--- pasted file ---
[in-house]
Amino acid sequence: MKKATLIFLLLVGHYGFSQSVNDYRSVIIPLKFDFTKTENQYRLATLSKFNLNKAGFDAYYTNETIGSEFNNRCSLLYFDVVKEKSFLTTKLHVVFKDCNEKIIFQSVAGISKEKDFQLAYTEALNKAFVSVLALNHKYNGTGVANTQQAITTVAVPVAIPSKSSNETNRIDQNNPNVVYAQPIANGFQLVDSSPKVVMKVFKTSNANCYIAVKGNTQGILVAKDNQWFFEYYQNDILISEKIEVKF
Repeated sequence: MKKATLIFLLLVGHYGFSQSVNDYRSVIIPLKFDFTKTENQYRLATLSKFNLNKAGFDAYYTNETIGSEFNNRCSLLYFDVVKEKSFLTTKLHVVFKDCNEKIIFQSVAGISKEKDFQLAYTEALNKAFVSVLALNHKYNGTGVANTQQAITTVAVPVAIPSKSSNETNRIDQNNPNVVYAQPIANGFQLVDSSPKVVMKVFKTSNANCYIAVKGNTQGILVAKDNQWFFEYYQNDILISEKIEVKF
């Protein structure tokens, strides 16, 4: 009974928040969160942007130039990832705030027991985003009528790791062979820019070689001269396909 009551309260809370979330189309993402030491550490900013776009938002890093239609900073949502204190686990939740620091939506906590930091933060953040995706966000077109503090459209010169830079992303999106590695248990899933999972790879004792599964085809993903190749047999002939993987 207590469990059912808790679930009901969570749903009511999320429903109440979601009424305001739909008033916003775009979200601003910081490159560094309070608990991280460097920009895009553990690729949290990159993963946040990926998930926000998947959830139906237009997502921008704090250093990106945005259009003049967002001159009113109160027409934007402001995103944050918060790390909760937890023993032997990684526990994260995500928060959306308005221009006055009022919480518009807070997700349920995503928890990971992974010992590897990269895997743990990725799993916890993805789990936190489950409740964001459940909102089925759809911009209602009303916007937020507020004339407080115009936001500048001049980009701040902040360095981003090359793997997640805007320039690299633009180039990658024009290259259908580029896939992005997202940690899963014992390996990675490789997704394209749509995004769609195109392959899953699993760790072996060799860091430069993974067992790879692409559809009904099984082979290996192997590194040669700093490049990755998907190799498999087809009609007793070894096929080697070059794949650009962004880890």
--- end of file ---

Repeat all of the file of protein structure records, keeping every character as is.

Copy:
[in-house]
Amino acid sequence: MKKATLIFLLLVGHYGFSQSVNDYRSVIIPLKFDFTKTENQYRLATLSKFNLNKAGFDAYYTNETIGSEFNNRCSLLYFDVVKEKSFLTTKLHVVFKDCNEKIIFQSVAGISKEKDFQLAYTEALNKAFVSVLALNHKYNGTGVANTQQAITTVAVPVAIPSKSSNETNRIDQNNPNVVYAQPIANGFQLVDSSPKVVMKVFKTSNANCYIAVKGNTQGILVAKDNQWFFEYYQNDILISEKIEVKF
Repeated sequence: MKKATLIFLLLVGHYGFSQSVNDYRSVIIPLKFDFTKTENQYRLATLSKFNLNKAGFDAYYTNETIGSEFNNRCSLLYFDVVKEKSFLTTKLHVVFKDCNEKIIFQSVAGISKEKDFQLAYTEALNKAFVSVLALNHKYNGTGVANTQQAITTVAVPVAIPSKSSNETNRIDQNNPNVVYAQPIANGFQLVDSSPKVVMKVFKTSNANCYIAVKGNTQGILVAKDNQWFFEYYQNDILISEKIEVKF
């Protein structure tokens, strides 16, 4: 009974928040969160942007130039990832705030027991985003009528790791062979820019070689001269396909 009551309260809370979330189309993402030491550490900013776009938002890093239609900073949502204190686990939740620091939506906590930091933060953040995706966000077109503090459209010169830079992303999106590695248990899933999972790879004792599964085809993903190749047999002939993987 207590469990059912808790679930009901969570749903009511999320429903109440979601009424305001739909008033916003775009979200601003910081490159560094309070608990991280460097920009895009553990690729949290990159993963946040990926998930926000998947959830139906237009997502921008704090250093990106945005259009003049967002001159009113109160027409934007402001995103944050918060790390909760937890023993032997990684526990994260995500928060959306308005221009006055009022919480518009807070997700349920995503928890990971992974010992590897990269895997743990990725799993916890993805789990936190489950409740964001459940909102089925759809911009209602009303916007937020507020004339407080115009936001500048001049980009701040902040360095981003090359793997997640805007320039690299633009180039990658024009290259259908580029896939992005997202940690899963014992390996990675490789997704394209749509995004769609195109392959899953699993760790072996060799860091430069993974067992790879692409559809009904099984082979290996192997590194040669700093490049990755998907190799498999087809009609007793070894096929080697070059794949650009962004880890």